Tuesday, January 18

Airlines See Covid-Related Losses Over $ 200 Billion

Airline losses from the coronavirus pandemic are expected to exceed $ 200 billion as travel restrictions weigh on corporate and long-haul demand well into 2022, according to the main lobbyist for the company. industry.

Carriers are poised to post a collective deficit of $ 11.6 billion next year, the International Air Transport Association in Boston said Monday at its annual meeting. The trade body also increased its loss estimate for this year and revised up the deficit for 2020.

The combined $ 201 billion in net losses during the pandemic-ruined period dwarfs nearly nine years of industry earnings, according to IATA figures. While domestic and regional travel have started to pick up, there has been little recovery on the world-spanning trade routes so crucial to many airlines.

The United States is poised to open its borders to transatlantic visitors next month, but other long-haul markets remain stagnant, especially those connecting Asia with Europe and North America.

“The scale of the Covid-19 crisis for airlines is enormous,” IATA Director General Willie Walsh said at the industry’s largest meeting of CEOs in more than two years. “People have not lost the desire to travel, as we see in the strong resilience of the domestic market. But they are prevented from traveling internationally due to restrictions, uncertainty and complexity. ”

Environmental demands

Carriers face an additional challenge in responding to demands for the industry to move faster to reduce its carbon footprint. The pressure, which started before the pandemic, has only increased in recent months. IATA accelerated its targets on Monday, setting a target to reach net zero emissions by 2050.

Passenger traffic, the number of people who fly by distance traveled, is expected to reach 40% of pre-pandemic levels this year, increasing to 61% in 2022, when the traveler count should be 3.4 billion. That’s similar to the number of clients for 2014, but about a quarter below the number for 2019.

To aid in the recovery, Walsh called on governments to simplify complex travel restrictions and allow vaccinated travelers to move freely between countries.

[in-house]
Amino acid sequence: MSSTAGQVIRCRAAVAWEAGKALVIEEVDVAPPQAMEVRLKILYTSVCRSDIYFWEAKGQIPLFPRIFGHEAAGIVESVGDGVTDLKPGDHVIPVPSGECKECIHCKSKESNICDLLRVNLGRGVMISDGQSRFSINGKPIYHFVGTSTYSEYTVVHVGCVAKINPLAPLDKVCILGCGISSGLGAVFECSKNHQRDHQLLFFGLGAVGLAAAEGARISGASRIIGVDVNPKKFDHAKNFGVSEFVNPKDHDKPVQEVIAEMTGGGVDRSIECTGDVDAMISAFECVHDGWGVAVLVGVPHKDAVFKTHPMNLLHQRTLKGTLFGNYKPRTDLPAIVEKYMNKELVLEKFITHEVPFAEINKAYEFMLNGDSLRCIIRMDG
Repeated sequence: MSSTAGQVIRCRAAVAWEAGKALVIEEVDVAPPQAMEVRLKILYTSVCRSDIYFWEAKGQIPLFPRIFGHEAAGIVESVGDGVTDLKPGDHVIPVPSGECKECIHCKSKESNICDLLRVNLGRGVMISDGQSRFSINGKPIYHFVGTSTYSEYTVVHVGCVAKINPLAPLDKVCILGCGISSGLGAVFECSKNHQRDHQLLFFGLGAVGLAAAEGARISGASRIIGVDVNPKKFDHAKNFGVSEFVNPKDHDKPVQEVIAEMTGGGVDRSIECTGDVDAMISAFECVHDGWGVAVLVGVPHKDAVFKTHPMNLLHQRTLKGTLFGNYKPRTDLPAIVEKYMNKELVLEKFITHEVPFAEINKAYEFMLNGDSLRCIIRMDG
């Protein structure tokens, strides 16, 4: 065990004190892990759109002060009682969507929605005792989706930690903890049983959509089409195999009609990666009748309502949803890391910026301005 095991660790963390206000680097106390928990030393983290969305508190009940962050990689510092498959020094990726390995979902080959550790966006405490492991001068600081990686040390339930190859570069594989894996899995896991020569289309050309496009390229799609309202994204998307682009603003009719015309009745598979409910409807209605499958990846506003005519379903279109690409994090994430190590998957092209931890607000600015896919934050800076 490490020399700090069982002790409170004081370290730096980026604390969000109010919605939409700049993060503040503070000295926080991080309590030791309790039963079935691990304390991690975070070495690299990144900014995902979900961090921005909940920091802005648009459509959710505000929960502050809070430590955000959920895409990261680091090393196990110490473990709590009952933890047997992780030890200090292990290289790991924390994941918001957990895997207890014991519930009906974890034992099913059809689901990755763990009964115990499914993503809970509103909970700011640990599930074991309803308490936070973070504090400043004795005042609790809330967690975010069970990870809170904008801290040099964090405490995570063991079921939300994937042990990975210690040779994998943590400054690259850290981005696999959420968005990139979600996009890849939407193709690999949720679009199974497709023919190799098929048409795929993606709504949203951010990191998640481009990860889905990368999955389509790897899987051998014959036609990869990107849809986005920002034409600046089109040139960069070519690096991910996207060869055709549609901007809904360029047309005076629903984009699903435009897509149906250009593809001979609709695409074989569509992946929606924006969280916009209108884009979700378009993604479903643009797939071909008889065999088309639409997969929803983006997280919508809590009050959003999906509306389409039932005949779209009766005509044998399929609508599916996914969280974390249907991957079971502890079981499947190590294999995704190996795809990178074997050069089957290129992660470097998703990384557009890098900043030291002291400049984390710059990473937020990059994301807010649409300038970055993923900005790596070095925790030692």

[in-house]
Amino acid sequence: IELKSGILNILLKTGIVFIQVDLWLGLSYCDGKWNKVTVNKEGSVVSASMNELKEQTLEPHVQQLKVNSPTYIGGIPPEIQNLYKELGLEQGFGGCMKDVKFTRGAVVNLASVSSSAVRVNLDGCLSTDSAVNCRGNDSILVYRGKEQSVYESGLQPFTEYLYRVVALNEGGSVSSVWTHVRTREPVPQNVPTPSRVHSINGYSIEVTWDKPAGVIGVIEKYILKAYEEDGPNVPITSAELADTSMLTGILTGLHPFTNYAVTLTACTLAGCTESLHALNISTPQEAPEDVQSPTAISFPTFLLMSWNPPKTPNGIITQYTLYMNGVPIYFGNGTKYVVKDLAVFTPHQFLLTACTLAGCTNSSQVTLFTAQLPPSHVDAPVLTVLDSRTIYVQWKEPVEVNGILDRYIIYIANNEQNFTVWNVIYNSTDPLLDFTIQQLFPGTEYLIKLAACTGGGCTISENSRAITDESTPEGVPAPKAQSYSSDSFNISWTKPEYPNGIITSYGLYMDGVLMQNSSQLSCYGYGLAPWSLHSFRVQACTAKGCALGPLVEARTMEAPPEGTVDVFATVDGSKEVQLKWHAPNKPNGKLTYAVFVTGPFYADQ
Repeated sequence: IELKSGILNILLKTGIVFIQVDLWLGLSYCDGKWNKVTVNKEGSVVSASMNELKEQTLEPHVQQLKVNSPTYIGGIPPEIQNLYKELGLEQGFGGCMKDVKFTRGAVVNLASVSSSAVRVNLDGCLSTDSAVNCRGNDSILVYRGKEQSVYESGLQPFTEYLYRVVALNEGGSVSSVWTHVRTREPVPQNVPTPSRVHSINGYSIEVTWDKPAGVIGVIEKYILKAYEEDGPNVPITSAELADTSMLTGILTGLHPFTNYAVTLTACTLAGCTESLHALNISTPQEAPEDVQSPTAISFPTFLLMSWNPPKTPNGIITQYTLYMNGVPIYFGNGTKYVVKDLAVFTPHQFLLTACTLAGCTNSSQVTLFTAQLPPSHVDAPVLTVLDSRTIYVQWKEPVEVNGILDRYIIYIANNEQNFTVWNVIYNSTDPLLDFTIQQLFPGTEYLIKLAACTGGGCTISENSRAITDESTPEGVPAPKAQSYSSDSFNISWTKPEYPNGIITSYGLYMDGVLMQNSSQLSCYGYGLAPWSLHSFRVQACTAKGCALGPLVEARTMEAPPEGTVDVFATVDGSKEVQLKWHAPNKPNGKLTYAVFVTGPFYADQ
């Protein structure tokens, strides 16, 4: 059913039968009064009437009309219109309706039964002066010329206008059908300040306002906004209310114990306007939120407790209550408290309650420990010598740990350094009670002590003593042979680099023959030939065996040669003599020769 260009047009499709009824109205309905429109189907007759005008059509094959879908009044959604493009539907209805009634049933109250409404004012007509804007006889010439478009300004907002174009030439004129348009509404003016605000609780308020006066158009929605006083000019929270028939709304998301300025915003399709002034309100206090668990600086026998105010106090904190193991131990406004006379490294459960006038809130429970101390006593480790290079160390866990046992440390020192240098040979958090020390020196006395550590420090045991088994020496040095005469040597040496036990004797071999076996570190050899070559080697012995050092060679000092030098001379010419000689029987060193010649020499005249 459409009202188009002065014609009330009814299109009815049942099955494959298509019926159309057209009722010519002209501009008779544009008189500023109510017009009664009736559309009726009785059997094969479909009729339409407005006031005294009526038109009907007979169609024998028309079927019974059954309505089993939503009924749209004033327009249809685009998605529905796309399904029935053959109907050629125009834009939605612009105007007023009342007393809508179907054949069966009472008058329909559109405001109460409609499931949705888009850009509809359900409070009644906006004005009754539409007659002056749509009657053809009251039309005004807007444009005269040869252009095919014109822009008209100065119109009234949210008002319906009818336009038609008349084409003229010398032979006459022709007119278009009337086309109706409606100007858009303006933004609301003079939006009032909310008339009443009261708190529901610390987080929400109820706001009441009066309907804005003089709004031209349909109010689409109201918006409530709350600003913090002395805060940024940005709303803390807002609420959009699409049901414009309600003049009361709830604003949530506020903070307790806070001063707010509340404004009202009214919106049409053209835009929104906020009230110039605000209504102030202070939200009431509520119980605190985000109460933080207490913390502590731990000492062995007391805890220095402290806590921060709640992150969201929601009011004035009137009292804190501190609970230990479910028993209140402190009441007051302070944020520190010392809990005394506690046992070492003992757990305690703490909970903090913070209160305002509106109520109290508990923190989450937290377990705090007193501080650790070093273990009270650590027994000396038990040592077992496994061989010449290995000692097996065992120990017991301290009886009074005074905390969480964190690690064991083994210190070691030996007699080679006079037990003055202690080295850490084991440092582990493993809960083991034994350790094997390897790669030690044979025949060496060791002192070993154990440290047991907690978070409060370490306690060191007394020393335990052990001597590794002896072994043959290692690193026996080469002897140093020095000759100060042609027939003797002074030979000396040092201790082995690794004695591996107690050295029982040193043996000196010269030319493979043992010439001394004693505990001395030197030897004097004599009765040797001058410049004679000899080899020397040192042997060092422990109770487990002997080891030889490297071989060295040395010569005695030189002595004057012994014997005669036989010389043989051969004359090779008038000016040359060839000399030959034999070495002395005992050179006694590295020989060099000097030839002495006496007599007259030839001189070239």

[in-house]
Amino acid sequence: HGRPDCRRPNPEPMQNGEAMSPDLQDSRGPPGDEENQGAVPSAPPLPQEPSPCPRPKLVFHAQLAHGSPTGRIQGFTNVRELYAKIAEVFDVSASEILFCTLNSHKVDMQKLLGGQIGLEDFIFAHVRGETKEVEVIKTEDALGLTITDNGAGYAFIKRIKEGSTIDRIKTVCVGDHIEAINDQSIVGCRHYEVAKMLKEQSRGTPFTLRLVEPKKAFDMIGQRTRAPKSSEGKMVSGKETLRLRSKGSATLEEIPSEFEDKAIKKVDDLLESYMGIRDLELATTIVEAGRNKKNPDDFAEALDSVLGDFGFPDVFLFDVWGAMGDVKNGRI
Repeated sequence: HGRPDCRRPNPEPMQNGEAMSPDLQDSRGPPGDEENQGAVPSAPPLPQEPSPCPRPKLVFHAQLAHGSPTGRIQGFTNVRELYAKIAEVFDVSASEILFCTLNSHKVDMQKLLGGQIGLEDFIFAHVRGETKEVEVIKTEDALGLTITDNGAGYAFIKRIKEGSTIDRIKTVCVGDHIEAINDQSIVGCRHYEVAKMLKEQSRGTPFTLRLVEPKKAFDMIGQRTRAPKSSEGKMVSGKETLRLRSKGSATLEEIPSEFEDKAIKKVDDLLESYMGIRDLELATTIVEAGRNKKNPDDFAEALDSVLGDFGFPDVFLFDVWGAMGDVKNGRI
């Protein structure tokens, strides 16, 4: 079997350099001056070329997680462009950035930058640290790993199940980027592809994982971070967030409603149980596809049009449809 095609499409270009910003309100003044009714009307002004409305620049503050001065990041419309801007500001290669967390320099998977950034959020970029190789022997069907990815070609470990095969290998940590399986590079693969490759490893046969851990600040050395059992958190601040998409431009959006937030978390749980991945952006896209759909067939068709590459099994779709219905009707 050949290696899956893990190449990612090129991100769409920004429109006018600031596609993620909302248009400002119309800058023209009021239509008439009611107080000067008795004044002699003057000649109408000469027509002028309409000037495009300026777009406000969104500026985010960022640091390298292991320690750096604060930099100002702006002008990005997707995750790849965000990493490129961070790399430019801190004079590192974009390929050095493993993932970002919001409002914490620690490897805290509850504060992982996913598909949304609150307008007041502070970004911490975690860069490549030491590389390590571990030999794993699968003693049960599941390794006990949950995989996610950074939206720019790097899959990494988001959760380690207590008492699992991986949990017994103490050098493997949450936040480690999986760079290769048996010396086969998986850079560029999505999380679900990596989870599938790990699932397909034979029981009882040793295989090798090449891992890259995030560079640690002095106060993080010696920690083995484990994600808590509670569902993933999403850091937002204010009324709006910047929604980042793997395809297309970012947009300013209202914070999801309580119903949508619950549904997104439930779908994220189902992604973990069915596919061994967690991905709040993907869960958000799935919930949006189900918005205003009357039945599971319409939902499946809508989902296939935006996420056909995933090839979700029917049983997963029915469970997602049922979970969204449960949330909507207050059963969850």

“The travel restrictions gave governments time to respond in the early days of the pandemic,” he said. “Almost two years later, that foundation no longer exists.”

This year’s losses will total nearly $ 52 billion, IATA predicts, worse than the $ 48 billion estimated in April, after flights remained limited during the normally lucrative northern summer.

Last year’s loss was revised to around $ 138 billion from $ 126 billion.

US recovery

Among global regions, only carriers in North America are forecast to make a profit again next year, with nearly $ 10 billion in net revenue. European airlines will post losses of about $ 9.2 billion, according to IATA, while Middle Eastern carriers, which are heavily reliant on intercontinental routes, will run a deficit of $ 4.6 billion.

Walsh, formerly CEO of IAG SA, owner of British Airways, offered some optimism to the airline leaders who met, saying that the industry has “well beyond the deepest point of the crisis” and that “the path to recovery is in sight. ”

Domestic flights, which benefit from the removal of curbs, will almost return to pre-pandemic passenger levels next year, IATA said.

Air cargo is another bright spot, with demand this year expected to be 8% above 2019 levels, rising to more than 13% in 2022 amid a surge in shipments from a global replenishment and the switch to online shopping.

Walsh said carriers will continue to need wage support measures from governments until international travel picks up on a large scale, as well as regulatory measures such as suspension of use-or-lose rules for airport slots.

Airlines are expected to regain capacity faster than the rebound in traffic, hurting seat occupancy levels. The average passenger load factor is expected to be around 67% this year, rising to 75% in 2022, still well below the record 83% set in 2019.

While IATA represents 290 airlines that comprise 82% of global air traffic, its membership excludes several low-cost airlines that are among those expected to recover the fastest from the crisis.

© 2021 Bloomberg


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